Byline: Daniel J. Popeo and Glenn G. Lammi, SPECIAL TO THE WASHINGTON TIMES
Only in America could enterprising lawyers turn a 218-year old, 32-word statute meant to redress piracy into a weapon of mass tort litigation. This law is the Alien Tort Statute (ATS), a tiny part of the larger 1789 Judiciary Act. Contingent-fee attorneys have commandeered this law and are using it to file massive lawsuits in U.S. courts on behalf of foreign plaintiffs against foreign defendants for alleged harm that occurred far outside our borders.
The suits not only needlessly clog our courts, but they also raise the fundamental question of who should make U.S. foreign-policy decisions: unelected judges and lawyers, or the legislative and executive branches? U.S. Court of Appeals Judge Henry Friendly in 1975 called the ATS a "legal Lohengrin .. no one seems to know whence it came." For nearly two centuries it laid fallow until it was given new life by a 1980 federal appeals court decision concluding that the ATS provides a private right to sue for violations of international law.
After that decision, ATS filings exploded. Until the mid-1990s most ATS plaintiffs were human-rights activists suing foreign individuals or foreign governments. Financial damage awards were rare, but the factually sympathetic cases successfully advanced the law in a pro-plaintiff direction. Eventually activists began suing private companies based on a highly novel vicarious liability theory because oil companies benefited from the protection of foreign soldiers or companies did business in apartheid-era South Africa, they had "aided and abetted" alleged foreign governments' ATS violations.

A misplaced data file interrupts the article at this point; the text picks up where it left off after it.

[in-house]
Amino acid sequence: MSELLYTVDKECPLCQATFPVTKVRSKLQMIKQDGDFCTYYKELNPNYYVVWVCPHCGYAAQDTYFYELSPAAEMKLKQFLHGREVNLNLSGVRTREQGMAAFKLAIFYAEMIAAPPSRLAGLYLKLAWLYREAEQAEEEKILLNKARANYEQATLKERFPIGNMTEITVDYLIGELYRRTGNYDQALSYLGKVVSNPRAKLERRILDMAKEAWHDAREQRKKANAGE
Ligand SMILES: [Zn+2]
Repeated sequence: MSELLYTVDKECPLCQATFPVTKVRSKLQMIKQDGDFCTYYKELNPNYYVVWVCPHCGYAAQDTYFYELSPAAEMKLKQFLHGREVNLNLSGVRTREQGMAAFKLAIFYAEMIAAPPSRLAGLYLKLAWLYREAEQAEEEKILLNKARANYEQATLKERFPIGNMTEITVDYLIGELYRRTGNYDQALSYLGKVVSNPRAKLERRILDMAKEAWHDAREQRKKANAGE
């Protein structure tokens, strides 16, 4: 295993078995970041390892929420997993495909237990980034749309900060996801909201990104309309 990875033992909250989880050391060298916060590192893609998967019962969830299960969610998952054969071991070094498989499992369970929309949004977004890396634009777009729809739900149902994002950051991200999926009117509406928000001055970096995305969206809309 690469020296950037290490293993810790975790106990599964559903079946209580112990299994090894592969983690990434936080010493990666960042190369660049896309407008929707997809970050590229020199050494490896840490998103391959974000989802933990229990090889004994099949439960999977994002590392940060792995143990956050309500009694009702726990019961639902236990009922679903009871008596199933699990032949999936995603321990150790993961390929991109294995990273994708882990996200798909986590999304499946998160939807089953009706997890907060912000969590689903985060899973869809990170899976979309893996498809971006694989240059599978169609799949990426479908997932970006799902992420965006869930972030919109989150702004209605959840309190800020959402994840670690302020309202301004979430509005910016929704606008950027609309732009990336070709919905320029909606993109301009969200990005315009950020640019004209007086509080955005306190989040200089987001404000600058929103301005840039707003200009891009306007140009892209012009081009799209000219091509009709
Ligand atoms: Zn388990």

Once the focus shifted to deep-pocketed defendants, plaintiffs' lawyers took notice, and filed suits which further probed the limits of the ATS seeking virtually limitless liability. Aided by expansive decision-making of federal appeals courts, the tort lawyers conceived a startling ambition: to convert this obscure one-sentence jurisdictional provision into a source of modern-day mass tort liability.
In 2004, the U.S. Supreme Court finally took up the issue of liability under the ATS. In Sosa v. Alvarez-Machain, the Court stated that the law only gave federal courts jurisdiction over a very narrow set of cases involving aliens. The Court wrote strongly about its concern over the "collateral consequences" of ATS suits, especially how they could intrude upon the executive branch's conduct of foreign policy. The Sosa opinion didn't foreclose all ATS lawsuits. While it left the "door ajar," the Court instructed lower courts to conduct "vigilant doorkeeping," against intrusion on the conduct of U.S. foreign policy.
With the door ajar, ATS lawsuits continued to proliferate. …